Green Bay Defense Lacks Killer Instinct
Two plays. That’s all it takes.
The Green Bay Packers’ defense played incredible through the first 57 minutes of a 19-17 victory over the Baltimore Ravens. Up until the Ravens faced 4th-and-21 with just under three minutes to play, the Packers had shut down the Ravens – with no Clay Matthews, no less. The game appeared to be over. Everyone was ready to crown the Packers with their first above-.500 record this year and continue the 2013 hate train on Joe Flacco and the Ravens’ offense.
Then, the defense decided to take two plays off. Flacco threw a bomb to Tandon Doss on that 4th-and-21, and somehow lucked out when Jerron McMillian stumbled and fell while turning around, giving Doss an easy catch for 63 yards (Side note: that play was eerily similar to two famous (or infamous) plays in each team’s history – last year’s playoff miracle in Denver for the Ravens and 4th-and-26 for the Packers). On the very next play, Flacco hit Dallas Clark for an 18-yard touchdown, making the score 19-17 in favor of the Packers with the two-minute warning and three Baltimore timeouts to go.
Suddenly it was a game. The Packers’ offense was forced to convert two third downs against a tough Baltimore defense that played great all day. They did it, rendering the defense’s gaffe moot, but the situation could have been much worse.
What if the Packers had gone three-and-out? What if they had only picked up one first down without that 52-yard miracle pass from Aaron Rodgers to Jermichael Finley? The Ravens would have had a golden opportunity to kick a game-winning field goal, especially in the former situation.
We’ve seen the defense do this too many times now. After the Packers scored a go-ahead touchdown in San Francisco in Week 1, the defense allowed the 49ers to come back and win. After shutting out the Redskins for three-and-a-half quarters a week later, the defense took its foot off the gas and gave Washington life. In Week 3 at Cincinnati, Green Bay forced four early turnovers, returning one for a touchdown, and only allowed one sustained drive until the third quarter only to blow a 30-14 lead. Now this.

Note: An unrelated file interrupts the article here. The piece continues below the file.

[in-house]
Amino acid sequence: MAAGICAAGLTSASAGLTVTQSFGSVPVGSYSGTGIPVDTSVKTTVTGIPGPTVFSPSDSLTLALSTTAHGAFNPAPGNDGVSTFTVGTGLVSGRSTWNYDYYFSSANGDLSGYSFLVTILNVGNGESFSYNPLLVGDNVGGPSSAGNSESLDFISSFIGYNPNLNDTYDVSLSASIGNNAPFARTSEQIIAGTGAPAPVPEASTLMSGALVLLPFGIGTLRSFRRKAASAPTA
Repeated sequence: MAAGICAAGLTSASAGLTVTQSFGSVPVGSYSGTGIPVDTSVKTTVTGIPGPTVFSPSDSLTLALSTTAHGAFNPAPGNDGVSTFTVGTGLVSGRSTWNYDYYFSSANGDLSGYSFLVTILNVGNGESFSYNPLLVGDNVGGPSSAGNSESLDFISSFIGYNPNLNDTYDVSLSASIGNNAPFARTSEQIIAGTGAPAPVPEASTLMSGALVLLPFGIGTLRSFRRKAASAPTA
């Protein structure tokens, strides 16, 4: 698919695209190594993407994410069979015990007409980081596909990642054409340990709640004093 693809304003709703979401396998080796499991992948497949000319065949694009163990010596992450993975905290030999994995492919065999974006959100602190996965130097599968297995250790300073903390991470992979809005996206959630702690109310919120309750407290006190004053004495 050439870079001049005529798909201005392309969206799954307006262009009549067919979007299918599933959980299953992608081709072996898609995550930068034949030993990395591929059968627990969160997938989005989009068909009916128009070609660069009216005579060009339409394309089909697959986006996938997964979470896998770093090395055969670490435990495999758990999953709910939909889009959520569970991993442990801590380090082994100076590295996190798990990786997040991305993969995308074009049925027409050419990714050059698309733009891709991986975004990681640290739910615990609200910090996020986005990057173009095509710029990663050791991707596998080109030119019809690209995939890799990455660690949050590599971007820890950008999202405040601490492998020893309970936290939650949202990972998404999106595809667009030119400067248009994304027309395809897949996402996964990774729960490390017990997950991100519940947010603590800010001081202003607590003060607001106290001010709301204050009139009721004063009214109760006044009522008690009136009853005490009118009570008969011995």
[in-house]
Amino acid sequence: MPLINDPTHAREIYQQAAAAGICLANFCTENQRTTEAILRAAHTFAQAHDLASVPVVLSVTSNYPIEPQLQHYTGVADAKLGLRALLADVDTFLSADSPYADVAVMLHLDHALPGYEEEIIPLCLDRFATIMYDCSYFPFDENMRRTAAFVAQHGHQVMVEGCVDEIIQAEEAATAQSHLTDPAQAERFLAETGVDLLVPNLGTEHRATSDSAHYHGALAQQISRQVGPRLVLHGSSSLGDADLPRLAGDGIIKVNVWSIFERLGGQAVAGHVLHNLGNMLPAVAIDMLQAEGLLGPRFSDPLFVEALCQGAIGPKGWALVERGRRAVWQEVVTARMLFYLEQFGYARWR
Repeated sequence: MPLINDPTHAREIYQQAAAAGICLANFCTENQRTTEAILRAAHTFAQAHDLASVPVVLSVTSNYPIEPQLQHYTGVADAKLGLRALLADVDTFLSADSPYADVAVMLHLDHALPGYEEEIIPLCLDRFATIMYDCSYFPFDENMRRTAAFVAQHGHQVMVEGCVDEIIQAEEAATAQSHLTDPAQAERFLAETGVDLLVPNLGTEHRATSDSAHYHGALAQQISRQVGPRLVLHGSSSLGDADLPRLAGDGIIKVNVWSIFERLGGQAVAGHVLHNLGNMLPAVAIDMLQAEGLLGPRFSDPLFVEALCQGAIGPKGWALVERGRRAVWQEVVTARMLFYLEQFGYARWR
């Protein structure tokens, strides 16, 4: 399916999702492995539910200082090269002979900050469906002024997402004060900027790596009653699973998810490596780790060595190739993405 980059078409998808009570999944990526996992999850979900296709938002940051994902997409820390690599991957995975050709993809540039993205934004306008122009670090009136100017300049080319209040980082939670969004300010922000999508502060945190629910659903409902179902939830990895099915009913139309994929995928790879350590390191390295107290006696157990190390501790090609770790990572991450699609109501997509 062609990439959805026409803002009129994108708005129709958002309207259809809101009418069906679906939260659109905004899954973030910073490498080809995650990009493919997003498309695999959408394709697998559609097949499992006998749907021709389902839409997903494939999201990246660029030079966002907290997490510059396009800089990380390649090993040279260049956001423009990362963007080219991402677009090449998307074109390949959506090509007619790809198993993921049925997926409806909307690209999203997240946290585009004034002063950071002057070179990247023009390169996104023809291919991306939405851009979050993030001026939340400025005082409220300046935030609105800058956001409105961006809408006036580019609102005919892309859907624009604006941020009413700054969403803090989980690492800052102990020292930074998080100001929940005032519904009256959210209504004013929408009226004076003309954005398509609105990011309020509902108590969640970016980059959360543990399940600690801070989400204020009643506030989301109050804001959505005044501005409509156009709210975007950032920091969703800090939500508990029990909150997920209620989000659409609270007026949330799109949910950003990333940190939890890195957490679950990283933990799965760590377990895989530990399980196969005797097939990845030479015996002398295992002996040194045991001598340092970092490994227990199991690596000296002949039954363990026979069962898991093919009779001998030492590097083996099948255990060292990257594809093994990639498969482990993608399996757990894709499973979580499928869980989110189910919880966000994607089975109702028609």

Quite frankly, it’s getting old.
Those two late defensive plays Sunday covered up some phenomenal individual performances, namely A.J. Hawk, Jamari Lattimore, Morgan Burnett, Davon House, Micah Hyde and the wall of Ryan Pickett, B.J. Raji and Johnny Jolly. Instead of coming away from this game thrilled with the run defense (only 47 yards allowed for a 2.1 average, and that goal-line stand), I can’t stop worrying if the secondary’s performance in the fourth quarter is going to eventually be the death of this team.
I will admit I’m very pleased with how the defense has continually improved since its dreadful 2011 campaign, when you wouldn’t feel a lead was safe until the offense reached 45 points. But it’s clear there is still much work to be done.
Save for Week 1 when they had no competent safeties and were too petrified to put any pressure on Colin Kaepernick, Dom Capers and his defense have looked fantastic for the majority of each game. It’s at the end when the game feels put away when they start to waver and let the opposition breathe. Because of the late-game blunders Sunday, Joe Flacco ended up with a quarterback rating of 112.6. I mean, if you watched that game, you would’ve never guessed Flacco would end up with that stat.
If this problem isn’t fixed, one of these days the Packers are going to blow what should be a for-sure win. You don’t want to place your Super Bowl hopes on a defense like that.